Study shows used connected vehicles can be path to owner loyalty & more

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LexisNexis Risk Solutions said automakers might have a great path to stay connected with used-vehicle buyers for a host of potential business opportunities.

LexisNexis Risk Solutions explained that its new study showed U.S. consumers want to hear from their automakers about connected services, safety recalls, warranties, insurance discounts and other benefits.

Insights from more than 2,000 U.S.-based connected vehicle owners highlighted the opportunities for OEMs to further engage with their customers, create new and used-vehicle brand loyalists and realize the return on investment for connected vehicle technology. Those assertions arrived on Tuesday stemming from the study called, “The Driver’s Mindset: Connectivity and Connectedness.”

“Our study shows that automakers are at a confluence. While automakers face increasing competitive pressure to offer the best vehicle ownership experience, and connectivity is mainstream in many aspects of consumers’ lives, there still seems to be lower consumer activation and conversion rates within connectivity programs, despite the benefits,” said Dave Nemtuda, head of OEM product, U.S. connected car, at LexisNexis Risk Solutions.

“The automotive industry can take action on these insights to improve the customer experience, educate consumers on the benefits of connected services and help achieve connectivity-related business objectives,” Nemtuda continued in a news release.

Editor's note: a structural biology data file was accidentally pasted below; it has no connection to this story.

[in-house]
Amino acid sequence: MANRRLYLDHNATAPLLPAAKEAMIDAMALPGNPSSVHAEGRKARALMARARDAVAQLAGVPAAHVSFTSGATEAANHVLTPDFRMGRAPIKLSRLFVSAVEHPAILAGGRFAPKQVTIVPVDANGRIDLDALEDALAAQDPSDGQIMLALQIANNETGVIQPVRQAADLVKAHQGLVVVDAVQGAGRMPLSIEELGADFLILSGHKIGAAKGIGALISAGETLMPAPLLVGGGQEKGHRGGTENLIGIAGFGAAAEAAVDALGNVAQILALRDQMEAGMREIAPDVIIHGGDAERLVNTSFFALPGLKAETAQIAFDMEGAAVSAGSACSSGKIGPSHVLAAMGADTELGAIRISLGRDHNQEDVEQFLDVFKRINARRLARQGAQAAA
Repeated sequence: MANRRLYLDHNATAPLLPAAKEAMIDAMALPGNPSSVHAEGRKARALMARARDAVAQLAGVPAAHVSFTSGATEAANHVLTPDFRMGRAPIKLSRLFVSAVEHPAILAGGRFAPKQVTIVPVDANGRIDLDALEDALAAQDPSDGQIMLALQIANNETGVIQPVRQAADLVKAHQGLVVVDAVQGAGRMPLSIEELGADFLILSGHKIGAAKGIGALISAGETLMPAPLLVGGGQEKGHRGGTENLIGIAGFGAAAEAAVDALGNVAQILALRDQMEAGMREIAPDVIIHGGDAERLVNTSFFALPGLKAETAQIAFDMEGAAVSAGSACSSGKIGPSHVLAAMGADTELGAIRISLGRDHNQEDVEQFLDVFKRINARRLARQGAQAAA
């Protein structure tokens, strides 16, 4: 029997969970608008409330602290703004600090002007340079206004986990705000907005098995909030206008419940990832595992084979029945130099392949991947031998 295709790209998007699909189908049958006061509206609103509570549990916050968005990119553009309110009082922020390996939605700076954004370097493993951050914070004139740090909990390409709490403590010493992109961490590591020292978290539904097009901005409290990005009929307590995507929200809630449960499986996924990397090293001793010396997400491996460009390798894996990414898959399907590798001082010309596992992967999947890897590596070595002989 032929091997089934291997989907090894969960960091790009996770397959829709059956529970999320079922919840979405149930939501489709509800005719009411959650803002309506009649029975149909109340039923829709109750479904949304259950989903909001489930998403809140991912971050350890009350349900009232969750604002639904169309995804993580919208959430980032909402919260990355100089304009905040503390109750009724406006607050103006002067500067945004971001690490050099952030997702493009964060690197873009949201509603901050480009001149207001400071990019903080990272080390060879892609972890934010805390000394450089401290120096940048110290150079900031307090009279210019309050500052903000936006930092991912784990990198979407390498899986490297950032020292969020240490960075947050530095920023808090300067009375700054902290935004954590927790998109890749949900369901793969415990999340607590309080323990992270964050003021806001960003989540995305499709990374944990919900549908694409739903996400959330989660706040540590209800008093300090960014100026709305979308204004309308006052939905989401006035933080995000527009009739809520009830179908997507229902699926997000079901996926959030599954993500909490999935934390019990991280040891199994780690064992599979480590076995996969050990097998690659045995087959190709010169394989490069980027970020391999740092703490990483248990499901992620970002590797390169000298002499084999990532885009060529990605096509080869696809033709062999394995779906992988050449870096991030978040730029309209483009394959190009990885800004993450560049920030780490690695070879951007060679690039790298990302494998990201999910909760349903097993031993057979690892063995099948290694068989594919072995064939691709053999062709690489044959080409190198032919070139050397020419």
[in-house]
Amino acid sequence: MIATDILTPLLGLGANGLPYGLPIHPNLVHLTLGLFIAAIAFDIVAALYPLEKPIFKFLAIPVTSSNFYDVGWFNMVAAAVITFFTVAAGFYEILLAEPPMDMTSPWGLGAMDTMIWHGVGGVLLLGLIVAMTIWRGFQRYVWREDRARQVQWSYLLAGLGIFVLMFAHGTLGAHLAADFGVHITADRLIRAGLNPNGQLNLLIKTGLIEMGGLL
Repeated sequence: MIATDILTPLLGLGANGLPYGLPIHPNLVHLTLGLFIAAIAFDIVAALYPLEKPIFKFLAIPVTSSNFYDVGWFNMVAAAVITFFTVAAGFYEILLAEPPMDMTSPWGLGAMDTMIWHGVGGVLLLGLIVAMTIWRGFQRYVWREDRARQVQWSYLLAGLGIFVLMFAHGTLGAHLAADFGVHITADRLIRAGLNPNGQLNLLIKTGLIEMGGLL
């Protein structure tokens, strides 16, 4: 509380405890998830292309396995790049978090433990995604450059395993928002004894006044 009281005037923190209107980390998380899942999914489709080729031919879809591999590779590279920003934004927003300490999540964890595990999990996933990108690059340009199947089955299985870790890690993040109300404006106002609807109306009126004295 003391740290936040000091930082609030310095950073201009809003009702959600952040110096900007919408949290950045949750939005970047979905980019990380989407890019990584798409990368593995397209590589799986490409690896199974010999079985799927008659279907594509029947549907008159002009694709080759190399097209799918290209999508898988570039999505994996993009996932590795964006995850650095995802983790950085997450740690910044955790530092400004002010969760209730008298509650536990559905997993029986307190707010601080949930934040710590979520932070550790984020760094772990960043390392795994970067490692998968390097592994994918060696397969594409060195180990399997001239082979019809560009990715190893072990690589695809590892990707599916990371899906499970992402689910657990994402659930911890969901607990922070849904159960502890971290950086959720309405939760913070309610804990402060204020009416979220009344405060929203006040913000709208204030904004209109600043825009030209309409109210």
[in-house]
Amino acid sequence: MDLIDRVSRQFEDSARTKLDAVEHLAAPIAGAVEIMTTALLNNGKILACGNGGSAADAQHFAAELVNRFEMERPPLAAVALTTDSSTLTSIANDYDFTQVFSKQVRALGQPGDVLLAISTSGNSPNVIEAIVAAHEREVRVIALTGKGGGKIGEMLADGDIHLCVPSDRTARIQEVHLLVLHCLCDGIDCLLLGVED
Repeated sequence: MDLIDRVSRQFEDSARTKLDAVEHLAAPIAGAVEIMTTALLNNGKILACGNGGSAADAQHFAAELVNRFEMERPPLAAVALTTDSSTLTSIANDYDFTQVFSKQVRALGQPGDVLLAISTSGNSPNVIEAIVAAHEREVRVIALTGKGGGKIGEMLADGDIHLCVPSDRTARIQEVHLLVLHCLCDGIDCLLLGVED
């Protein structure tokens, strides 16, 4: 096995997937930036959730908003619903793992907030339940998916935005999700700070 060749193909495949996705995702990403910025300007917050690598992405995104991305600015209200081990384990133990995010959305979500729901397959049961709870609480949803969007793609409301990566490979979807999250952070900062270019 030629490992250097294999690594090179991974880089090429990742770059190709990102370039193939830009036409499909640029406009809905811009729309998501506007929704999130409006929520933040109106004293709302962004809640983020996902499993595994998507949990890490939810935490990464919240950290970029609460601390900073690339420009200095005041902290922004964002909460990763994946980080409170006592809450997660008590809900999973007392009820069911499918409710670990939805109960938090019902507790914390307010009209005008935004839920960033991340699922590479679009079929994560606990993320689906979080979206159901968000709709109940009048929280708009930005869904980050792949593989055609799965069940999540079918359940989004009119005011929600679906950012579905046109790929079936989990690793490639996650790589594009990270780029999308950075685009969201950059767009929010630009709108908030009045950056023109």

Just because the vehicle isn’t fresh from the factory, LexisNexis Risk Solutions insisted that automakers shouldn’t rule out used-vehicle buyers.

Analysts pointed buyers of new vehicles are twice as likely to be offered a free trial than buyers of used vehicles, even though the technology is available and accessible. LexisNexis Risk Solutions highlighted 83% of used connected car owners — which comprised about a quarter of the survey respondents — remain untapped and serve as potential connected services clients.

Other highlights from the LexisNexis Risk Solutions study included:

• Low activation rates of a connected services free trial are related to lack of awareness and opportunity to enroll, rather than lack of interest.

Two-thirds (66%) of survey respondents were not aware of connected services before purchasing/leasing their new or used connected car and over half (57%) were not offered a connected services free trial at the dealership.

LexisNexis Risk Solutions said its study findings suggest activation rates of a free trial would be higher if vehicle buyers were offered the opportunity. Eight out of ten (81%) car buyers offered a free trial enrolled and nearly half (45%) converted to a paid subscription after their free trial ended.

Among those not offered a free connected services trial at the dealership, seven out of ten (71%), indicate they would have been very/somewhat interested in enrolling if it had been offered.

• Consumers need to be educated on the benefits of connected services.

LexisNexis Risk Solutions found that almost one-fifth (19%) of consumers indicated they did not enroll in a free trial of connected services offered at the dealership.

The top reason, mentioned by the majority (63%) of the respondents, was that they did not see the benefit or the value of connected services.